Modules for course D5AB | MSC/SFNM
MSc Sustainable Forest and Nature Management

These are the modules currently offered on this course in the 2019–20 academic year.

You can also view the modules offered in the years: 2018–19.

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Year 1 Modules

Compulsory Modules

Semester 1

  • DDL-4202: Silviculture (20)
    We explore the unique characteristics of forest soils and of soil physical, chemical and biological properties, how these influence site productivity and how these are influenced by land management. The module is in seven units and runs over 14 weeks of the academic year. The module begins with a brief review of the history of silviculture and its role in the sustainable management of tree, woodland and forest resources. We will look at some of the basic botany of tree growth, and consider the role that genetics plays in shaping species’ silvicultural characteristics and responses to silvicultural interventions. Productivity is to a large extent driven by environmental conditions, particularly the edaphic (soil) environment, and we will look at how these site conditions influence the choice of species to plant. Two units will focus on silvicultural practices from regeneration through to harvesting (or should that be from harvesting through to regeneration?) considering a range of examples from temperate and tropic regions. We will look at a range of silvicultural systems, historic, current and future, again considering how the choice of system is influenced by the local environmental context as well as by management objectives. In the final unit, we will consider ways in which we might use all the above knowledge to transform woodlands or forests, bringing them into productive management, or restoring them to a desired state.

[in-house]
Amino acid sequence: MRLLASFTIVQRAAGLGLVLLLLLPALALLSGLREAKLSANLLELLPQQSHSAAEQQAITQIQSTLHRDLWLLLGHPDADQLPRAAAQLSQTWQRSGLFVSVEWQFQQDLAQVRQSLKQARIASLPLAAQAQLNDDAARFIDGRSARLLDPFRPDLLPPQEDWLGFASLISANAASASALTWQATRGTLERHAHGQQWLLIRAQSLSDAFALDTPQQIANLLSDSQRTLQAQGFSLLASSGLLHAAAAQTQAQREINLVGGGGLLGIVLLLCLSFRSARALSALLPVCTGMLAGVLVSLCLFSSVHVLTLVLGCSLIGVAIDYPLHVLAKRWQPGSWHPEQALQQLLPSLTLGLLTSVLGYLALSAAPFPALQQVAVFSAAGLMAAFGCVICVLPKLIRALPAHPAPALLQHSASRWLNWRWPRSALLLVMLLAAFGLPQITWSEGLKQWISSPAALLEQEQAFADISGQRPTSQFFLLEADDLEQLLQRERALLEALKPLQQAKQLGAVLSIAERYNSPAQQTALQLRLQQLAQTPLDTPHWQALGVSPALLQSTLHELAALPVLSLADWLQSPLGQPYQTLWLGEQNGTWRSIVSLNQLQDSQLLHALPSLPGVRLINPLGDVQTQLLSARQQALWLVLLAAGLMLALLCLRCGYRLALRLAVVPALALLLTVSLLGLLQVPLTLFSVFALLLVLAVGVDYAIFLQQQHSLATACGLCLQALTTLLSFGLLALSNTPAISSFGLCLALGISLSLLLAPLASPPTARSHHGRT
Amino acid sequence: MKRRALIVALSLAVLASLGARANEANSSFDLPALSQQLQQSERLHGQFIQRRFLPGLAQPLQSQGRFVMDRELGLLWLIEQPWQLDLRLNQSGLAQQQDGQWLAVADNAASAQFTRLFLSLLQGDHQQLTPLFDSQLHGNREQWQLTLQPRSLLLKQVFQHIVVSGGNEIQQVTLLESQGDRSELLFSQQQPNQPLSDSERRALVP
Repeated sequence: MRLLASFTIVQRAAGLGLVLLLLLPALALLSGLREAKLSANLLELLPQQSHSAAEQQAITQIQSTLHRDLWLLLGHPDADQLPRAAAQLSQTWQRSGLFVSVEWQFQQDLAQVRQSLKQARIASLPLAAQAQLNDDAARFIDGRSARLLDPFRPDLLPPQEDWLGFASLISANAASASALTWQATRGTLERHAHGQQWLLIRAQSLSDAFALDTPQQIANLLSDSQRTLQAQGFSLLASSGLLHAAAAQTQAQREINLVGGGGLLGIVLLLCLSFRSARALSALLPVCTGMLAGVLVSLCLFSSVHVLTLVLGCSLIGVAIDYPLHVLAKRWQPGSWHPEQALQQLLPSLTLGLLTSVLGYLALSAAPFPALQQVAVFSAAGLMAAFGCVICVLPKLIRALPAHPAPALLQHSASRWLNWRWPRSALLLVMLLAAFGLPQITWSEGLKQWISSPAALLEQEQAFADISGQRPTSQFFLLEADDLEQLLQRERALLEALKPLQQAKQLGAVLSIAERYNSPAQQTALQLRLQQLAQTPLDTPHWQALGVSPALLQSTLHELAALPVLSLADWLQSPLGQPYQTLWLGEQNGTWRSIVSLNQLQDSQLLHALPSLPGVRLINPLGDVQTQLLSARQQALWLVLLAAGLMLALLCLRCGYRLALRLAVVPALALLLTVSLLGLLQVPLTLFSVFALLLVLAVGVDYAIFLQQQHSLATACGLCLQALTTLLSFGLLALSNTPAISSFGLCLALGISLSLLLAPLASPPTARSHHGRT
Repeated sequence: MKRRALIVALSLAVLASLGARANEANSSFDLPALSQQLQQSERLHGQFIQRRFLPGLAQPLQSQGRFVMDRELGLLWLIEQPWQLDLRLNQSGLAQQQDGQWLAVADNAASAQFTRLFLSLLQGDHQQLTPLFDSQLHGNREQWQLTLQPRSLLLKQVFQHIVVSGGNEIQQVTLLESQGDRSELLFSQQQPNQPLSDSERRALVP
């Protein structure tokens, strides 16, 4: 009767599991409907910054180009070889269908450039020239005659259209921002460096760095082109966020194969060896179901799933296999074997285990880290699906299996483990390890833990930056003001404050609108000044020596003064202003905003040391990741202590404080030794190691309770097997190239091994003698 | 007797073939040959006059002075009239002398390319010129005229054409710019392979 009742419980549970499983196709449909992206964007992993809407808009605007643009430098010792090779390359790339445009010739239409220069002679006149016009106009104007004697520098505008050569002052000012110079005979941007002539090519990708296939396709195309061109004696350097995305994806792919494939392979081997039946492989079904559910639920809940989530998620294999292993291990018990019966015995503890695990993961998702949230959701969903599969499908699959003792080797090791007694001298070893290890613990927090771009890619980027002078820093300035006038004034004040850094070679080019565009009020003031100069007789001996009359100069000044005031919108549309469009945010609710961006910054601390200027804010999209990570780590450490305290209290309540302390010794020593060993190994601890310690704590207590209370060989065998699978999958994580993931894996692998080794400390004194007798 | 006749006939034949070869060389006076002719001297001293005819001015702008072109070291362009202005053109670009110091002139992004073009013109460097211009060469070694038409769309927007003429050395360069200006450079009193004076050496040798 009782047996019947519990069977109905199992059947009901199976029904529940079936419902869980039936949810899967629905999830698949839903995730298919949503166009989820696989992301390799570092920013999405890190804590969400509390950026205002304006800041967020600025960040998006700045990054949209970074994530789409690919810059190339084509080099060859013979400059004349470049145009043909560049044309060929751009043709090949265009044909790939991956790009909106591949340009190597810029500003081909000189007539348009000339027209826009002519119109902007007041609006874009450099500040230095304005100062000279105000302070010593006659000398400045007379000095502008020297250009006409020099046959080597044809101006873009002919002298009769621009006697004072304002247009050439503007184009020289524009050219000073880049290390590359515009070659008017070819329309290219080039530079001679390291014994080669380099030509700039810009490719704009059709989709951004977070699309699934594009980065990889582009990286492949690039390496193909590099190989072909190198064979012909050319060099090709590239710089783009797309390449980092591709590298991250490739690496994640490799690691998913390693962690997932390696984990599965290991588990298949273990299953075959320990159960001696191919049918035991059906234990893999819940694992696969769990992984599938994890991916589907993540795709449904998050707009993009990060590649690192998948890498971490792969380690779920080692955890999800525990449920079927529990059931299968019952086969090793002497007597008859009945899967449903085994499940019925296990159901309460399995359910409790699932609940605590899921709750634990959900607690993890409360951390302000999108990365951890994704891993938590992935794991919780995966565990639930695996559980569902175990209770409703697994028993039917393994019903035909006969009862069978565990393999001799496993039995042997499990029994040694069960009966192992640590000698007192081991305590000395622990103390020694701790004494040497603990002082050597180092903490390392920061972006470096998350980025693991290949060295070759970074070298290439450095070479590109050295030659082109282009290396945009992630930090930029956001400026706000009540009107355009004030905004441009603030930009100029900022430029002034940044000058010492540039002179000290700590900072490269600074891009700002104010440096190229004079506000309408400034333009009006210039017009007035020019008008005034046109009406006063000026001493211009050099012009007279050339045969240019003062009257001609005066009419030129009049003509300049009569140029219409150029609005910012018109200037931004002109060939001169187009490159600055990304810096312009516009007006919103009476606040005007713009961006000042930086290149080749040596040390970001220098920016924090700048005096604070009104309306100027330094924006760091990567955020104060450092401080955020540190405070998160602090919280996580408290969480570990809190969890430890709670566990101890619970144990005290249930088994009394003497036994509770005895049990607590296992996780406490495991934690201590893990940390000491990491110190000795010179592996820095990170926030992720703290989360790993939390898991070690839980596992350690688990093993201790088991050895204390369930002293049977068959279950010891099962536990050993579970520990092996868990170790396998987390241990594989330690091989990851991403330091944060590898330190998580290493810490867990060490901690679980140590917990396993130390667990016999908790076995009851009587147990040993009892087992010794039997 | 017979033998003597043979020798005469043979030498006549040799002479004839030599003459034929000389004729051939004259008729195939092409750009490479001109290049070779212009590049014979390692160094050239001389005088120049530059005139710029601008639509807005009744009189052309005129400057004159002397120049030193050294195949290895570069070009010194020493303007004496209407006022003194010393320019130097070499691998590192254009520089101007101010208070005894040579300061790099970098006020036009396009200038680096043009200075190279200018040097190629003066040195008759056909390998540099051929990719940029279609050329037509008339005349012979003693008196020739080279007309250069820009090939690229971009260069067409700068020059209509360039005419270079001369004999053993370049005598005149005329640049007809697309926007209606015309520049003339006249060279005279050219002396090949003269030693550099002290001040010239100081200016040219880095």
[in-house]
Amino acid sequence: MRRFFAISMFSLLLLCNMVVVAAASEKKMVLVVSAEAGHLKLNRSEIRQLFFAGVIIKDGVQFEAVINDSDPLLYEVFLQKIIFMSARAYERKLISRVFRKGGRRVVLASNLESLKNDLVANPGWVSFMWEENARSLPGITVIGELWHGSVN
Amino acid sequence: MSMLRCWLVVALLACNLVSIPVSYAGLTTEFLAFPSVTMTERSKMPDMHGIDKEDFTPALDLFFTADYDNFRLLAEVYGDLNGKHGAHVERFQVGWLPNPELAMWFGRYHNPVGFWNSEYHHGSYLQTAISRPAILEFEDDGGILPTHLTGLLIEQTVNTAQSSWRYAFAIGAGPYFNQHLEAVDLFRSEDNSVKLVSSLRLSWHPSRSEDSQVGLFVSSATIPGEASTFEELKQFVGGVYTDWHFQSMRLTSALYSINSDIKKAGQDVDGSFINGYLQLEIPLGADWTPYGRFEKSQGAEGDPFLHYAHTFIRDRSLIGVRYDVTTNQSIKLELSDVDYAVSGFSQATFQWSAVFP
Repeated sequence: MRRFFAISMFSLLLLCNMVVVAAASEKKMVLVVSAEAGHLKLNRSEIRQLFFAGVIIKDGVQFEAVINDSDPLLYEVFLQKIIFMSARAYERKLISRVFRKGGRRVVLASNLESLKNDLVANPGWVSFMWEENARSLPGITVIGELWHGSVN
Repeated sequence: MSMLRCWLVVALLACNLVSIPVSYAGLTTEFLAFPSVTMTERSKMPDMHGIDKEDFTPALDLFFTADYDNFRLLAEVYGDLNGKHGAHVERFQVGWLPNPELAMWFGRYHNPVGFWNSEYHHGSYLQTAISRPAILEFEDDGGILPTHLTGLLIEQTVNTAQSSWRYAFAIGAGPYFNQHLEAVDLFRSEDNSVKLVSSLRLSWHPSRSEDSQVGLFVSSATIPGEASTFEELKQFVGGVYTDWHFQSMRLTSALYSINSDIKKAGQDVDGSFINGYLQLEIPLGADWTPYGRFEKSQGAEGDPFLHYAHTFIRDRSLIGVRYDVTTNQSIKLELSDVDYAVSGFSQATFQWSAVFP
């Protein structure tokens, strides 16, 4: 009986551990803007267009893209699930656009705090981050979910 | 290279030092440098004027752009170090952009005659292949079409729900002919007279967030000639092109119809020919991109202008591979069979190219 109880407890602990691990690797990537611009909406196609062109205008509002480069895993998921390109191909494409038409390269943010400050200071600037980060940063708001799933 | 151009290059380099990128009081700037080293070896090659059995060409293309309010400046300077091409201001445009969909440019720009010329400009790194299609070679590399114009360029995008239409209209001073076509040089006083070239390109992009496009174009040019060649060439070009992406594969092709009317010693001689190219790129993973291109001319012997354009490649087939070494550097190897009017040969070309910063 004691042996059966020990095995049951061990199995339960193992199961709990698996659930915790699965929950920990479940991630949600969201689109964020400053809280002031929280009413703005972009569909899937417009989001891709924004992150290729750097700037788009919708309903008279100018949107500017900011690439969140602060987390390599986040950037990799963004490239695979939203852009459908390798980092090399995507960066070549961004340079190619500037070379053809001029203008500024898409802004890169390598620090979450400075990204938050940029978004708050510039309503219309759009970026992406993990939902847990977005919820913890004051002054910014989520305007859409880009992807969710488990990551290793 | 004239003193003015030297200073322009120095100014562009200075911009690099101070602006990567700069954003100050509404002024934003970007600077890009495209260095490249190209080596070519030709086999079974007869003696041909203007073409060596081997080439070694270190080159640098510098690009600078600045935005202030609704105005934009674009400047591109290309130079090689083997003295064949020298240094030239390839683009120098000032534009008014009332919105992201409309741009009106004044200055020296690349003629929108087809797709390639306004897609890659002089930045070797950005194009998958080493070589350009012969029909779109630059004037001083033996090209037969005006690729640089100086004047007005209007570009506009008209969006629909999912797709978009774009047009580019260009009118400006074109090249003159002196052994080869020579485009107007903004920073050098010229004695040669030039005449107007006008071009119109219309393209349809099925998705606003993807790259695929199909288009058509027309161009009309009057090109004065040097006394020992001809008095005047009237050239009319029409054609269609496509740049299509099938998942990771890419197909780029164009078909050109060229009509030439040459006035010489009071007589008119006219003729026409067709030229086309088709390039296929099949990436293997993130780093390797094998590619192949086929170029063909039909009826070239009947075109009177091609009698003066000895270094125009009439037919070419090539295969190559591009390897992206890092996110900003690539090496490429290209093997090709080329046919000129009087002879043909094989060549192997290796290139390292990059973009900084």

• DXX-4515: Contemporary Forestry (10)
    This module is comprised of 2 introductory sub-modules (3 e-lessons each), 7 core content sub-modules (3-6 e-lessons each), plus one (optional) supplementary sub-module. 1. Introduction (un-assessed) - Starting up 2. Introduction (un-assessed) - Are you climate friendly? 3. The climate issues: IPCC forecasts; community-based resilience; strategies to react. 4. Best practices: Project activities; Additionality; Permanence; Leakage; Co-benefits. 5. Policy-Institutional initiatives: UNFCC; CDM JI; Post-Kyoto; REDD+. 6. Policy-Voluntary initiatives What and why; Who is who; Fields of activities; Prices & trends; Carbon washing. 7. Carbon standards: Why and what; Types of standards; Who does what; Registries; Case studies. 8. Project building-1: Actiors’ map; Project phases; Validation and certification; Fundraising; monitoring; Discounting and credit marketing. 9. Project building-2: Testing Additionality; Baseline calculations; Estimating permanence; Estimating leakage. 10. Supplementary (un-assessed) - Ready to be a CO2 hero?: Synergies with forest management standards; benefit sharing mechanisms; local and indigenous community participation.